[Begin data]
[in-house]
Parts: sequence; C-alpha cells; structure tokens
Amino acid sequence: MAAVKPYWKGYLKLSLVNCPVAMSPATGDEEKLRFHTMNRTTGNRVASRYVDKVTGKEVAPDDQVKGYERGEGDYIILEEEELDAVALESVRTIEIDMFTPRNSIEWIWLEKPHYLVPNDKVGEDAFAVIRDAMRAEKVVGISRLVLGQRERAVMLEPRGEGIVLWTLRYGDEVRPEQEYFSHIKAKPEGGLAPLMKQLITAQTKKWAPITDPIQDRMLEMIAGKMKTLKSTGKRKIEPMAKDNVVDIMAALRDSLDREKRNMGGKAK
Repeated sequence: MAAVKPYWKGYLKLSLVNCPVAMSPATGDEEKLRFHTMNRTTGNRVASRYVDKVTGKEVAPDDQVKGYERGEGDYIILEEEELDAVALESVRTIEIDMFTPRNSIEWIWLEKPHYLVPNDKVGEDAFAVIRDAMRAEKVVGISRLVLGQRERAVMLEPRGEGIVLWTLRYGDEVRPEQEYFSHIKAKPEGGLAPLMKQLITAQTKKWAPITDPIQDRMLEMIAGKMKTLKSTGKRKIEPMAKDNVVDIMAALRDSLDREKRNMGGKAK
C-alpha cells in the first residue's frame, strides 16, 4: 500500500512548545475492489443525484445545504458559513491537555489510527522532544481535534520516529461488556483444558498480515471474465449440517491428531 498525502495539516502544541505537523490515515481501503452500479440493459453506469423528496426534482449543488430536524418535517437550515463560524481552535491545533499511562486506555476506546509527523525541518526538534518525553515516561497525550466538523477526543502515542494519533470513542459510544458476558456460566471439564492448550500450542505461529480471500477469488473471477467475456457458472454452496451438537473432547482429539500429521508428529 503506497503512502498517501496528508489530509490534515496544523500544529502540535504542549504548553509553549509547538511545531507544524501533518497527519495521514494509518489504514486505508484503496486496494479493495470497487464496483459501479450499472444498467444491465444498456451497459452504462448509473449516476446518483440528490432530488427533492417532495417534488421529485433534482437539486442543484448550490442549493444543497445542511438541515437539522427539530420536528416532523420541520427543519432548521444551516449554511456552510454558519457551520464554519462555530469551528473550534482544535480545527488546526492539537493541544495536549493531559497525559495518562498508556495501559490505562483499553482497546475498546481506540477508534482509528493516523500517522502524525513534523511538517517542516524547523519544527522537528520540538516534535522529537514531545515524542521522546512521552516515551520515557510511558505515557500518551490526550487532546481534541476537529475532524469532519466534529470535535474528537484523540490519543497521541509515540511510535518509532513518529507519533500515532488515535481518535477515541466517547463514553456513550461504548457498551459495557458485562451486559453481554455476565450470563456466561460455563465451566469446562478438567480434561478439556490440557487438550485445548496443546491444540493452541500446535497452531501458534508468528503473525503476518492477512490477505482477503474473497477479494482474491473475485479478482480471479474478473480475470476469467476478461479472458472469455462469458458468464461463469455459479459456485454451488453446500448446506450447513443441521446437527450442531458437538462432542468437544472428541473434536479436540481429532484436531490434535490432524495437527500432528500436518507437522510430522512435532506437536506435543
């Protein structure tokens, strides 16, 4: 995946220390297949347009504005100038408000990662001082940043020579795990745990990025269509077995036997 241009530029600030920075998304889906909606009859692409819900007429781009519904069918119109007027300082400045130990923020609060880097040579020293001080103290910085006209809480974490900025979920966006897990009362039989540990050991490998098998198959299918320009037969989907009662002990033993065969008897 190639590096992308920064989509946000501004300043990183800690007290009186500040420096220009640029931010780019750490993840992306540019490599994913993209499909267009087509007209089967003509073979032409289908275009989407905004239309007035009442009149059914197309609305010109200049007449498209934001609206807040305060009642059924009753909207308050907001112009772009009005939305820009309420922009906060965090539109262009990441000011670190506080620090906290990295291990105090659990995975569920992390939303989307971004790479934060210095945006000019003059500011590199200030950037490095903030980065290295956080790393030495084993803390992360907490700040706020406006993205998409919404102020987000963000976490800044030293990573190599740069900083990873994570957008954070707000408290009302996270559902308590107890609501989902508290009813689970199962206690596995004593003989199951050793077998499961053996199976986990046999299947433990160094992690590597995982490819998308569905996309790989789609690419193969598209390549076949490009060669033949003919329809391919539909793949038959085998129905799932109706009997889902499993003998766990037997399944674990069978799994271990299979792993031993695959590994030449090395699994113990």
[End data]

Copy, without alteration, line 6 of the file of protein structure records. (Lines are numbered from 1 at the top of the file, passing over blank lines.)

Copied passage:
């Protein structure tokens, strides 16, 4: 995946220390297949347009504005100038408000990662001082940043020579795990745990990025269509077995036997 241009530029600030920075998304889906909606009859692409819900007429781009519904069918119109007027300082400045130990923020609060880097040579020293001080103290910085006209809480974490900025979920966006897990009362039989540990050991490998098998198959299918320009037969989907009662002990033993065969008897 190639590096992308920064989509946000501004300043990183800690007290009186500040420096220009640029931010780019750490993840992306540019490599994913993209499909267009087509007209089967003509073979032409289908275009989407905004239309007035009442009149059914197309609305010109200049007449498209934001609206807040305060009642059924009753909207308050907001112009772009009005939305820009309420922009906060965090539109262009990441000011670190506080620090906290990295291990105090659990995975569920992390939303989307971004790479934060210095945006000019003059500011590199200030950037490095903030980065290295956080790393030495084993803390992360907490700040706020406006993205998409919404102020987000963000976490800044030293990573190599740069900083990873994570957008954070707000408290009302996270559902308590107890609501989902508290009813689970199962206690596995004593003989199951050793077998499961053996199976986990046999299947433990160094992690590597995982490819998308569905996309790989789609690419193969598209390549076949490009060669033949003919329809391919539909793949038959085998129905799932109706009997889902499993003998766990037997399944674990069978799994271990299979792993031993695959590994030449090395699994113990």